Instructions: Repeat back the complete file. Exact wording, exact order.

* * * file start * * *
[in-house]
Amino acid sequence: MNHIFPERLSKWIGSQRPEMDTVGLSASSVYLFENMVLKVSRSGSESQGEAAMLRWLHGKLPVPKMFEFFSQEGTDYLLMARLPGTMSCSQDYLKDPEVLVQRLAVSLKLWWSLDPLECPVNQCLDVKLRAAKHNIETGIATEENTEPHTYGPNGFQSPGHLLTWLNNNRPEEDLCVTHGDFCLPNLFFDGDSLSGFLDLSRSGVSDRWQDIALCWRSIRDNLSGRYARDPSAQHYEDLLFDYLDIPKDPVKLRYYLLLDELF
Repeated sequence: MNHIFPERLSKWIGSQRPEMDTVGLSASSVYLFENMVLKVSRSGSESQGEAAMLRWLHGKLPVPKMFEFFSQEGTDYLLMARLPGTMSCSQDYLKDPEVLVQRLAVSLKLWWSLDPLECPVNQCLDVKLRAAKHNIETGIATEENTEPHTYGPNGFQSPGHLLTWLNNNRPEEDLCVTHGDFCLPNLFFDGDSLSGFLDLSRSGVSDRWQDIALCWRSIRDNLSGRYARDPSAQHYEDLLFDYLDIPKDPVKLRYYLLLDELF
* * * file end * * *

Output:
[in-house]
Amino acid sequence: MNHIFPERLSKWIGSQRPEMDTVGLSASSVYLFENMVLKVSRSGSESQGEAAMLRWLHGKLPVPKMFEFFSQEGTDYLLMARLPGTMSCSQDYLKDPEVLVQRLAVSLKLWWSLDPLECPVNQCLDVKLRAAKHNIETGIATEENTEPHTYGPNGFQSPGHLLTWLNNNRPEEDLCVTHGDFCLPNLFFDGDSLSGFLDLSRSGVSDRWQDIALCWRSIRDNLSGRYARDPSAQHYEDLLFDYLDIPKDPVKLRYYLLLDELF
Repeated sequence: MNHIFPERLSKWIGSQRPEMDTVGLSASSVYLFENMVLKVSRSGSESQGEAAMLRWLHGKLPVPKMFEFFSQEGTDYLLMARLPGTMSCSQDYLKDPEVLVQRLAVSLKLWWSLDPLECPVNQCLDVKLRAAKHNIETGIATEENTEPHTYGPNGFQSPGHLLTWLNNNRPEEDLCVTHGDFCLPNLFFDGDSLSGFLDLSRSGVSDRWQDIALCWRSIRDNLSGRYARDPSAQHYEDLLFDYLDIPKDPVKLRYYLLLDELF